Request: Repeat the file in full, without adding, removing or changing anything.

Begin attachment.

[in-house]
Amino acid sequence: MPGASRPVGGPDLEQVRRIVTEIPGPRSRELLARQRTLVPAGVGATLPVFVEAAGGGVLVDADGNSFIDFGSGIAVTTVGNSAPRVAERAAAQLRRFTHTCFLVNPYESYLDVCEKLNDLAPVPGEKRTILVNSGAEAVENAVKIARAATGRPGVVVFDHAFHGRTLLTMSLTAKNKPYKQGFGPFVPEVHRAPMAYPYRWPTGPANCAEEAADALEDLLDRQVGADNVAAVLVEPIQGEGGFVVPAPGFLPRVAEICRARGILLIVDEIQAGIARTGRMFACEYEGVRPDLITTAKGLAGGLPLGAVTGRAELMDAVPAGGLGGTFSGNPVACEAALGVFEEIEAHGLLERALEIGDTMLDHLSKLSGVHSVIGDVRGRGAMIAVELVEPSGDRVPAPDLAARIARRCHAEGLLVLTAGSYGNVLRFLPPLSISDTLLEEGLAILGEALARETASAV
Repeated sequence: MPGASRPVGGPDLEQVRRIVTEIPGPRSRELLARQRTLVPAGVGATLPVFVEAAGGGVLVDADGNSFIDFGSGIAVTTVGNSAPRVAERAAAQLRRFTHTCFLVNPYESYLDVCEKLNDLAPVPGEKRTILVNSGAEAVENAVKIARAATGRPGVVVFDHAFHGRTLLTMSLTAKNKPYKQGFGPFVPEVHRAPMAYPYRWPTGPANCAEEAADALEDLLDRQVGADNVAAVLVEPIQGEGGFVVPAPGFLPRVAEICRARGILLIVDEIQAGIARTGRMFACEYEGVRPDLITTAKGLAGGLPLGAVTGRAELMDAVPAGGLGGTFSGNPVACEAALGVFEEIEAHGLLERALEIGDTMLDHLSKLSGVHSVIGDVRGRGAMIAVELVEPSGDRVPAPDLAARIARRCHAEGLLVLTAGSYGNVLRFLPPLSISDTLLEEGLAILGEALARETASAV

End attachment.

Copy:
[in-house]
Amino acid sequence: MPGASRPVGGPDLEQVRRIVTEIPGPRSRELLARQRTLVPAGVGATLPVFVEAAGGGVLVDADGNSFIDFGSGIAVTTVGNSAPRVAERAAAQLRRFTHTCFLVNPYESYLDVCEKLNDLAPVPGEKRTILVNSGAEAVENAVKIARAATGRPGVVVFDHAFHGRTLLTMSLTAKNKPYKQGFGPFVPEVHRAPMAYPYRWPTGPANCAEEAADALEDLLDRQVGADNVAAVLVEPIQGEGGFVVPAPGFLPRVAEICRARGILLIVDEIQAGIARTGRMFACEYEGVRPDLITTAKGLAGGLPLGAVTGRAELMDAVPAGGLGGTFSGNPVACEAALGVFEEIEAHGLLERALEIGDTMLDHLSKLSGVHSVIGDVRGRGAMIAVELVEPSGDRVPAPDLAARIARRCHAEGLLVLTAGSYGNVLRFLPPLSISDTLLEEGLAILGEALARETASAV
Repeated sequence: MPGASRPVGGPDLEQVRRIVTEIPGPRSRELLARQRTLVPAGVGATLPVFVEAAGGGVLVDADGNSFIDFGSGIAVTTVGNSAPRVAERAAAQLRRFTHTCFLVNPYESYLDVCEKLNDLAPVPGEKRTILVNSGAEAVENAVKIARAATGRPGVVVFDHAFHGRTLLTMSLTAKNKPYKQGFGPFVPEVHRAPMAYPYRWPTGPANCAEEAADALEDLLDRQVGADNVAAVLVEPIQGEGGFVVPAPGFLPRVAEICRARGILLIVDEIQAGIARTGRMFACEYEGVRPDLITTAKGLAGGLPLGAVTGRAELMDAVPAGGLGGTFSGNPVACEAALGVFEEIEAHGLLERALEIGDTMLDHLSKLSGVHSVIGDVRGRGAMIAVELVEPSGDRVPAPDLAARIARRCHAEGLLVLTAGSYGNVLRFLPPLSISDTLLEEGLAILGEALARETASAV